Subject The World can't stand us...
Posted by Sherry
Posted on Mon Dec 14 21:46:50 1998
From IP  

I・ve always loved sonnets, for no reason at all. And this is one of the reasons that this Wordsworth written style attracts me that much. It is talking of my favorite topics: Disgust toward the materialistic and industrialized world and adoration toward the nature.
First of all, I would like to talk about the rhymes of this sonnet. As we know that there are two kinds of sonnets: Shakespearean and Petrarchan style. As we can see through this sonnet, the rhyme scheme shows as following ABBAABBACDCDCD, which is of Petrarchan style. The characteristic of this sonnet style is that it consists of an octave, which may have presented a problem for the readers to solve, followed by an sestet, which offer its role as a solution to the problem, or a shifting of feeling. In this sonnet, I would consider it as a shifting of feeling, since in the octave the speaker implies that we human beings are burden to the already over-crowded world, because we human being are not doing anything to help the nature reach to a better condition; instead, we・re making it worse than before. Here the speaker is objecting to the industrial revolution that had brought facilities to our societal life, but had worsen the condition of the already torn environment.
:The world is too much with us; late and soon,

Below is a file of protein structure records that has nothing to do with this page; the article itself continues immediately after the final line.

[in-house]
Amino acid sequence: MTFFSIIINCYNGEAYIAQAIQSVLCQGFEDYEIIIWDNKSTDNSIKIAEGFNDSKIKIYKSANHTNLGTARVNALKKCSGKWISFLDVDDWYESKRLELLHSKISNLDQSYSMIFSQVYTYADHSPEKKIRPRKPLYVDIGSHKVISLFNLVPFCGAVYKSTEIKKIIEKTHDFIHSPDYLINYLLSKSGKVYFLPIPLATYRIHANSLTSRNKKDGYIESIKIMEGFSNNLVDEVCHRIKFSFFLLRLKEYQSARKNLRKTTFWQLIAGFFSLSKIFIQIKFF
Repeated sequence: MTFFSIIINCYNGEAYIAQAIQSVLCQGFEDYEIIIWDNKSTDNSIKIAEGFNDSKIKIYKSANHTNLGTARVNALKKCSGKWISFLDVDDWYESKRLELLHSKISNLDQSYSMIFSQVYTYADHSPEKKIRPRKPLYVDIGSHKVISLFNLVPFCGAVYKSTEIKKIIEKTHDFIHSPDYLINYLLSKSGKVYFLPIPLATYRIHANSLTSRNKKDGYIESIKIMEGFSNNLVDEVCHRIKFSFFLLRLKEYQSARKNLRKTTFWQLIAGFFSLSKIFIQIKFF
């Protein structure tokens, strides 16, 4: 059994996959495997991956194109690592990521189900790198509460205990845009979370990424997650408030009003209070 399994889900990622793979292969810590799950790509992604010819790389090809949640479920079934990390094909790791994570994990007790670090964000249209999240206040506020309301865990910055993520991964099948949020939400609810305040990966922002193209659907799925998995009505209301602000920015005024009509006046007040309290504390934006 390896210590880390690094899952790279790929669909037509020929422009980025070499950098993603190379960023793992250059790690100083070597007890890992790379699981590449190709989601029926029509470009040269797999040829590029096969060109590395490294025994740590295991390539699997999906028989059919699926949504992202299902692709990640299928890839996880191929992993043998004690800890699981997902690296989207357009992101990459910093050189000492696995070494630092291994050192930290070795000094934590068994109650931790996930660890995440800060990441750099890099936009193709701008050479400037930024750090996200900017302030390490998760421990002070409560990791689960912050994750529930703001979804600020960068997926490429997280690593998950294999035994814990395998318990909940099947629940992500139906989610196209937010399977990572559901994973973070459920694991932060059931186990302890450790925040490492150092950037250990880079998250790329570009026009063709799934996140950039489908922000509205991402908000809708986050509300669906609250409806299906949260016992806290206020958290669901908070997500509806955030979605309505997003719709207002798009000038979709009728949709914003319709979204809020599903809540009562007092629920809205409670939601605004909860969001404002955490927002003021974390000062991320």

Getting and spending, we lay waste our powers;
Little we see in Nature that is ours;;
When reading these lines, I feel that the speaker is trying to make us understand how selfish we are, that we disregard the nature in front of its very eye, and that we keep on wasting whatever source the nature has provided to us. Notice that the speaker especially printed the word :Nature; with capitals, strongly suggesting to his readers that nature is something so sacred but that had been thrown into profanity, simply out of stupidity of human beings.
:We have given our hearts away, a sordid boon!
This Sea that bares her bosom to the moon,
The winds that will be howling at all hours,
And are up-gathered now like sleeping flowers,
For this, for everything, we are out of tune;
It moves us not!;
In here, I strongly feel that the speaker wants to deliver us the idea that we have forgotten how to live life wholeheartedly and that we・re becoming indifferent to our environment. Originally human beings are the one that invaded the peaceful surrounding of the nature. We don・t seem to regret for what we・ve done, but kept on damaging to where didn・t belong us. The speaker is angry because we・ve made everything lose its harmony and order. He・s suggesting that we・ve lost our ability to feel what was used to be lovely to us, no wonder we・re out of tune and it move us not!
---- Great God! I・d rather be
A Pagan suckled in a creed outworn,
So might I, standing on this pleasant lea,
Have glimpses that would make me less forlorn;
Have sight of Proteus rising from the sea;
Or hear old Triton blow his wreathed horn.
Now that I・ve reached to this final sestet, and I・m beginning to understand what the speaker is trying to say. If industrial revolution means :evolution;, and :facility; to the :material world;, then he would prefer to be locked up in outdated religion creeds rather than being exposed to such a :polluted; world! From the third line to sixth line are saying that he wants to be with nature, even though leading primitive life is much less convenient, he would be just happy to live like that.
In general, this is a sonnet that speaks out much of the speaker・s emotions through shifting of feeling and this is what appeals to me.

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